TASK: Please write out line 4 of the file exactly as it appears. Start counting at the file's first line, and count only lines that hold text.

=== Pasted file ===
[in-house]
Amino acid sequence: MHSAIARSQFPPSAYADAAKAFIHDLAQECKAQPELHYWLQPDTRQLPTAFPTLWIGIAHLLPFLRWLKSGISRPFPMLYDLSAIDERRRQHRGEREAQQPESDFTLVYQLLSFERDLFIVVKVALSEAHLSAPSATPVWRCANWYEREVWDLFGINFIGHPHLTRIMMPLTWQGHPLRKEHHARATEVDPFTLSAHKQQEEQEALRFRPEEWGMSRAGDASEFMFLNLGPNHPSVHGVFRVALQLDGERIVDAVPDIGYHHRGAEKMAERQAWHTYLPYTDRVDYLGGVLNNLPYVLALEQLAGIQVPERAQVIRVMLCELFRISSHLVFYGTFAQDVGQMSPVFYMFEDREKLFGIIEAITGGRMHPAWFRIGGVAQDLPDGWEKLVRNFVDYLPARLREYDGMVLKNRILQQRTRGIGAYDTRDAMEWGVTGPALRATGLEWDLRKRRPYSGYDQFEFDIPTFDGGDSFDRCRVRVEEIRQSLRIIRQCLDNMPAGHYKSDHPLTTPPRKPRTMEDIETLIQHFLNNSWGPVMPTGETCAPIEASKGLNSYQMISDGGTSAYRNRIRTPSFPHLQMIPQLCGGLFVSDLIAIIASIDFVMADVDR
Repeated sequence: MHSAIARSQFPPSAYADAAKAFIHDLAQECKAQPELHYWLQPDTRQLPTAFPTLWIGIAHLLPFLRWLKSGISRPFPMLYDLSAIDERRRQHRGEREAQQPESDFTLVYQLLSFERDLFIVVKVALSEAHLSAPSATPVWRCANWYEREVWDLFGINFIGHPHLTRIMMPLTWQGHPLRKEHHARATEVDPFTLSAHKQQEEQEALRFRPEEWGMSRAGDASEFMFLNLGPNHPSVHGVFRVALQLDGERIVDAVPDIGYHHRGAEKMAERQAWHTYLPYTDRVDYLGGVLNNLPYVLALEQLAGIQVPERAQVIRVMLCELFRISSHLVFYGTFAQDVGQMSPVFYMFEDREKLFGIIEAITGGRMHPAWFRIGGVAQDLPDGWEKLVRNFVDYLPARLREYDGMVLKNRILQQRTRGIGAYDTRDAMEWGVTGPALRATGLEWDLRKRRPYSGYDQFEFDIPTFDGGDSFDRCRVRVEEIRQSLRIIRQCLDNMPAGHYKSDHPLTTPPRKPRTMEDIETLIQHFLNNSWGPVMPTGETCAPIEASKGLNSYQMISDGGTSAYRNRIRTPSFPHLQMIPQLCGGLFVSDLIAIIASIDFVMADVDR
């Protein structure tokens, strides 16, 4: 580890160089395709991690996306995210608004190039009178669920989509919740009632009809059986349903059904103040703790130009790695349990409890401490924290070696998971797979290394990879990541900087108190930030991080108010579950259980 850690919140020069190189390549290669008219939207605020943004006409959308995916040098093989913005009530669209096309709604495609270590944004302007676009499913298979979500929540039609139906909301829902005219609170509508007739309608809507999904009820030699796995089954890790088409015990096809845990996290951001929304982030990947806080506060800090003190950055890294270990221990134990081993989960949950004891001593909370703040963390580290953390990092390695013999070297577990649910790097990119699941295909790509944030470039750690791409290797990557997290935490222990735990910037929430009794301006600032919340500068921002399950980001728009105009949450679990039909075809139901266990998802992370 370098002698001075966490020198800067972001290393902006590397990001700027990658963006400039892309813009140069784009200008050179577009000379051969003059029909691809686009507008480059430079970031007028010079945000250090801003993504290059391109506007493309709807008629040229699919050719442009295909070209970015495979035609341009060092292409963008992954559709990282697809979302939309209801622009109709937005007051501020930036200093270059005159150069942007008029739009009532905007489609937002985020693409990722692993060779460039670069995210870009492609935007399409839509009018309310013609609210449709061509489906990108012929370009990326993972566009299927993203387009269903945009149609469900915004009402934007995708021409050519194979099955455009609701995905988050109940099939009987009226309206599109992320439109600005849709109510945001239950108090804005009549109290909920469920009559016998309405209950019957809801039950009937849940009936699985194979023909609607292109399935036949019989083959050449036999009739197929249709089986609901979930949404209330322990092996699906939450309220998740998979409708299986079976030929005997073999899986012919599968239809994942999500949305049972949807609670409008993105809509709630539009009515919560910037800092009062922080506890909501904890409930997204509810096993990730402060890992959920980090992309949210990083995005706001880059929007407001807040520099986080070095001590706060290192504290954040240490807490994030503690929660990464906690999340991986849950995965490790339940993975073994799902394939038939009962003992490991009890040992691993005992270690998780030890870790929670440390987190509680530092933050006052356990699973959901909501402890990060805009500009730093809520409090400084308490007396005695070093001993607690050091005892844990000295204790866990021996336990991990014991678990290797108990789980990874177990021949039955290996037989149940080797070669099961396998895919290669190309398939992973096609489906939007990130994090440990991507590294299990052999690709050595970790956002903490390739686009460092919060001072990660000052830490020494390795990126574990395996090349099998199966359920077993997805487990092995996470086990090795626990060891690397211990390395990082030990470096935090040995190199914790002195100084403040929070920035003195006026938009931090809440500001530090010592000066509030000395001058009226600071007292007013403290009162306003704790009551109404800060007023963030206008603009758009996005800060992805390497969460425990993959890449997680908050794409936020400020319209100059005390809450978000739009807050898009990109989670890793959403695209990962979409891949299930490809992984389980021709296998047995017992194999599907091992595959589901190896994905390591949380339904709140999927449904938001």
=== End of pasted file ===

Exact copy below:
């Protein structure tokens, strides 16, 4: 580890160089395709991690996306995210608004190039009178669920989509919740009632009809059986349903059904103040703790130009790695349990409890401490924290070696998971797979290394990879990541900087108190930030991080108010579950259980 850690919140020069190189390549290669008219939207605020943004006409959308995916040098093989913005009530669209096309709604495609270590944004302007676009499913298979979500929540039609139906909301829902005219609170509508007739309608809507999904009820030699796995089954890790088409015990096809845990996290951001929304982030990947806080506060800090003190950055890294270990221990134990081993989960949950004891001593909370703040963390580290953390990092390695013999070297577990649910790097990119699941295909790509944030470039750690791409290797990557997290935490222990735990910037929430009794301006600032919340500068921002399950980001728009105009949450679990039909075809139901266990998802992370 370098002698001075966490020198800067972001290393902006590397990001700027990658963006400039892309813009140069784009200008050179577009000379051969003059029909691809686009507008480059430079970031007028010079945000250090801003993504290059391109506007493309709807008629040229699919050719442009295909070209970015495979035609341009060092292409963008992954559709990282697809979302939309209801622009109709937005007051501020930036200093270059005159150069942007008029739009009532905007489609937002985020693409990722692993060779460039670069995210870009492609935007399409839509009018309310013609609210449709061509489906990108012929370009990326993972566009299927993203387009269903945009149609469900915004009402934007995708021409050519194979099955455009609701995905988050109940099939009987009226309206599109992320439109600005849709109510945001239950108090804005009549109290909920469920009559016998309405209950019957809801039950009937849940009936699985194979023909609607292109399935036949019989083959050449036999009739197929249709089986609901979930949404209330322990092996699906939450309220998740998979409708299986079976030929005997073999899986012919599968239809994942999500949305049972949807609670409008993105809509709630539009009515919560910037800092009062922080506890909501904890409930997204509810096993990730402060890992959920980090992309949210990083995005706001880059929007407001807040520099986080070095001590706060290192504290954040240490807490994030503690929660990464906690999340991986849950995965490790339940993975073994799902394939038939009962003992490991009890040992691993005992270690998780030890870790929670440390987190509680530092933050006052356990699973959901909501402890990060805009500009730093809520409090400084308490007396005695070093001993607690050091005892844990000295204790866990021996336990991990014991678990290797108990789980990874177990021949039955290996037989149940080797070669099961396998895919290669190309398939992973096609489906939007990130994090440990991507590294299990052999690709050595970790956002903490390739686009460092919060001072990660000052830490020494390795990126574990395996090349099998199966359920077993997805487990092995996470086990090795626990060891690397211990390395990082030990470096935090040995190199914790002195100084403040929070920035003195006026938009931090809440500001530090010592000066509030000395001058009226600071007292007013403290009162306003704790009551109404800060007023963030206008603009758009996005800060992805390497969460425990993959890449997680908050794409936020400020319209100059005390809450978000739009807050898009990109989670890793959403695209990962979409891949299930490809992984389980021709296998047995017992194999599907091992595959589901190896994905390591949380339904709140999927449904938001």